‘Like continuing another man’s book’: Transitory Identity in Robert Louis Stevenson’s Early Writing

In the fourth of an ongoing series of posts, Harriet Gordon, a first-year doctoral candidate based in Cardiff’s Centre for Editorial and Intertextual Research, discusses the early steps of her project: a book historical study of Robert Louis Stevenson’s global literary networks. Harriet’s project is funded by the Arts and Humanities Research Council’s South, West and Wales Doctoral Training Partnership (SWW-DTP).

In my most recent post on this blog I explored Robert Louis Stevenson’s complex relationship with his mentor and literary advisor Sidney Colvin, focusing on the impact he had on the young author’s early career. Although only five years Stevenson’s senior, Colvin was already well established within the literary environment of London when the two men met, and put his contacts and connections at Stevenson’s disposal. Yet it was not simply literary contacts that Colvin supplied: he also offered his encouragement, enthusiasm, and, at times, stern expectations at this crucial moment of the author’s life. Stevenson acknowledges the impact of these less quantifiable acts of assistance, even claiming that Colvin, along with Frances Sitwell, has the ability to alter his own personality. Shortly after his stay at Cockfield Rectory and his first meeting with Colvin, Stevenson writes to Sitwell from Edinburgh that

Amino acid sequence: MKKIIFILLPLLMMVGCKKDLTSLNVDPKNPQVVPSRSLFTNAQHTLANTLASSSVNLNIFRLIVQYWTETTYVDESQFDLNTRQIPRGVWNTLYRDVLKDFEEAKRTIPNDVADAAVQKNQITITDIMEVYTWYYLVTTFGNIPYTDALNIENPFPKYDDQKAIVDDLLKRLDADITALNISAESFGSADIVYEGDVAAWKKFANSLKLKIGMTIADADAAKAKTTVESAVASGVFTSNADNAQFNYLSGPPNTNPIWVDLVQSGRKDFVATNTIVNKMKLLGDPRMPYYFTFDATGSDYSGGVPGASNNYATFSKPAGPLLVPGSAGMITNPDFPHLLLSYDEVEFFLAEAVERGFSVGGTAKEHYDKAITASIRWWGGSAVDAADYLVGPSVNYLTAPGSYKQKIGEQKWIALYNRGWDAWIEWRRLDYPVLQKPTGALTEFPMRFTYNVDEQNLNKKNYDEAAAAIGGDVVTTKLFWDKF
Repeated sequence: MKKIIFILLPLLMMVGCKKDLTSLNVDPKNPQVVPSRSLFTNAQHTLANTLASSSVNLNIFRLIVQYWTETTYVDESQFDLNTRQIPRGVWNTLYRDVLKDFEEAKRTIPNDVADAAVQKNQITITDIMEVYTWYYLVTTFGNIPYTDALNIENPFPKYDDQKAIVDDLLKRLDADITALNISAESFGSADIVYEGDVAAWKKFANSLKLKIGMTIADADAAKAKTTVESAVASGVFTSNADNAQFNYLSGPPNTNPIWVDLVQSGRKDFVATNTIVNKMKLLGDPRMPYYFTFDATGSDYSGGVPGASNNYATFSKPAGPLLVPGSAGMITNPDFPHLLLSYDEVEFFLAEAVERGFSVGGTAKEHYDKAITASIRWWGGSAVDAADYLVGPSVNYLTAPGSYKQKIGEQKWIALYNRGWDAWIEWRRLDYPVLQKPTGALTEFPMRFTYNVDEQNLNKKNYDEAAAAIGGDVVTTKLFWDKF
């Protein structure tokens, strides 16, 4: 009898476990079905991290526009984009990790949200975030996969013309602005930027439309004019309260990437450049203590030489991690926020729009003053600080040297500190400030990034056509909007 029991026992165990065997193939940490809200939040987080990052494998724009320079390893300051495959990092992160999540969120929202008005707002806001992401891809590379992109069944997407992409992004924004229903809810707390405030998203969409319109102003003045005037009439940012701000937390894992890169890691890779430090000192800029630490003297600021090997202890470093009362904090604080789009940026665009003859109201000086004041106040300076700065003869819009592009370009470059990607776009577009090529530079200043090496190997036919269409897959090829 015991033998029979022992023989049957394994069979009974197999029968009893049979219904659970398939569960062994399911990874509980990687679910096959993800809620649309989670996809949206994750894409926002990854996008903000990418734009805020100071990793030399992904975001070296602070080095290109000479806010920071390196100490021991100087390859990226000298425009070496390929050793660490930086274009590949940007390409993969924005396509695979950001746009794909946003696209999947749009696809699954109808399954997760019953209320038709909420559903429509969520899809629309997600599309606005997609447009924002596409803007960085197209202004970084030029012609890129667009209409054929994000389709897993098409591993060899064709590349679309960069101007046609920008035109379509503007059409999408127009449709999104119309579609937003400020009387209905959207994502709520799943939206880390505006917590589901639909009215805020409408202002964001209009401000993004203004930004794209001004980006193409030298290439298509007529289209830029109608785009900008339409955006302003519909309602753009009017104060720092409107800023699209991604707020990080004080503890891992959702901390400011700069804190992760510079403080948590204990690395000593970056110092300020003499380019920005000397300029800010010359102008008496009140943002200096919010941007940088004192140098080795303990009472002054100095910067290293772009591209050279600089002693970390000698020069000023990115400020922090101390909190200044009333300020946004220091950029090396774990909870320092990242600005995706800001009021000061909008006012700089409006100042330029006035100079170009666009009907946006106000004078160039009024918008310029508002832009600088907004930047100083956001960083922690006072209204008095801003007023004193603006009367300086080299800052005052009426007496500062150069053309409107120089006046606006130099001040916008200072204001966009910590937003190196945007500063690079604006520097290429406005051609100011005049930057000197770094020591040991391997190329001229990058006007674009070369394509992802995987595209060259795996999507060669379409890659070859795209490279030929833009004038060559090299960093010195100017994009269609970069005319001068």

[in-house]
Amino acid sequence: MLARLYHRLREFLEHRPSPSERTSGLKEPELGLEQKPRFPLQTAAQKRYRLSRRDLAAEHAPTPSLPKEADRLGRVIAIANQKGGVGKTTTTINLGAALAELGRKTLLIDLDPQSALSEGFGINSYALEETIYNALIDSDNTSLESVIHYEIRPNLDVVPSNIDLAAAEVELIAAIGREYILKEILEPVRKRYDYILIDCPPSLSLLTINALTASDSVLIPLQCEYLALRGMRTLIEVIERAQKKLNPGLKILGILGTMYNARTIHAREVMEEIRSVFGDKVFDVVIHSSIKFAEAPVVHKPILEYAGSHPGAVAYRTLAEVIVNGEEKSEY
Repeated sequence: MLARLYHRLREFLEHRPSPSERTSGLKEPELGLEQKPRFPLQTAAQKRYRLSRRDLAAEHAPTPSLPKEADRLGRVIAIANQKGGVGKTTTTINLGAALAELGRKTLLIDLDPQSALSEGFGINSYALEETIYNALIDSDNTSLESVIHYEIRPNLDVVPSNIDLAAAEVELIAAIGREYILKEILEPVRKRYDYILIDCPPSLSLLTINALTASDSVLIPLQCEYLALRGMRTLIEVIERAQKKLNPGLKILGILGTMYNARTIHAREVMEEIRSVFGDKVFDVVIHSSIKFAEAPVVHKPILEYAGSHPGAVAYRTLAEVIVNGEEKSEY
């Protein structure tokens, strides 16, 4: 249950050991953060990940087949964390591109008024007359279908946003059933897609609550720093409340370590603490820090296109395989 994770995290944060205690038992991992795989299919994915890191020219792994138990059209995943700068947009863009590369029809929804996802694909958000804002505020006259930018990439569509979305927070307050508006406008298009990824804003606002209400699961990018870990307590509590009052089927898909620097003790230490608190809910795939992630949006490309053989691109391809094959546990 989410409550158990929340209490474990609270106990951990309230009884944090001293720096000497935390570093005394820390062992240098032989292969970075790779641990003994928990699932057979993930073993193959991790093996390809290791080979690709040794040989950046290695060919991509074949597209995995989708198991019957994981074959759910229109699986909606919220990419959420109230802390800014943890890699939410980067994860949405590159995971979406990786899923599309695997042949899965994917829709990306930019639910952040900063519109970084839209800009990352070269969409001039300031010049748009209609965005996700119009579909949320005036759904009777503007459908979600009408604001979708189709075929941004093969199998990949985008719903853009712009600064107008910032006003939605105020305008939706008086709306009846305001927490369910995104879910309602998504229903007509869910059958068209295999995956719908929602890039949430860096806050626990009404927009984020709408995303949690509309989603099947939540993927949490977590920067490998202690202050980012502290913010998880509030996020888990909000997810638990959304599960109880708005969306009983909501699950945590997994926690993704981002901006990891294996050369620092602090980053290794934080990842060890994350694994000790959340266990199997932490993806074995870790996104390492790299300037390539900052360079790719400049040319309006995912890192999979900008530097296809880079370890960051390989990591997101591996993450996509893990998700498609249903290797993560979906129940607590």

the stimulus of your approval and Colvin’s has died a good deal off, and I find myself face to face with the weak, inefficacious personality that I knew before (Letters 1, 307)

(more…)

Late nineteenth-century watercolour of Menton, France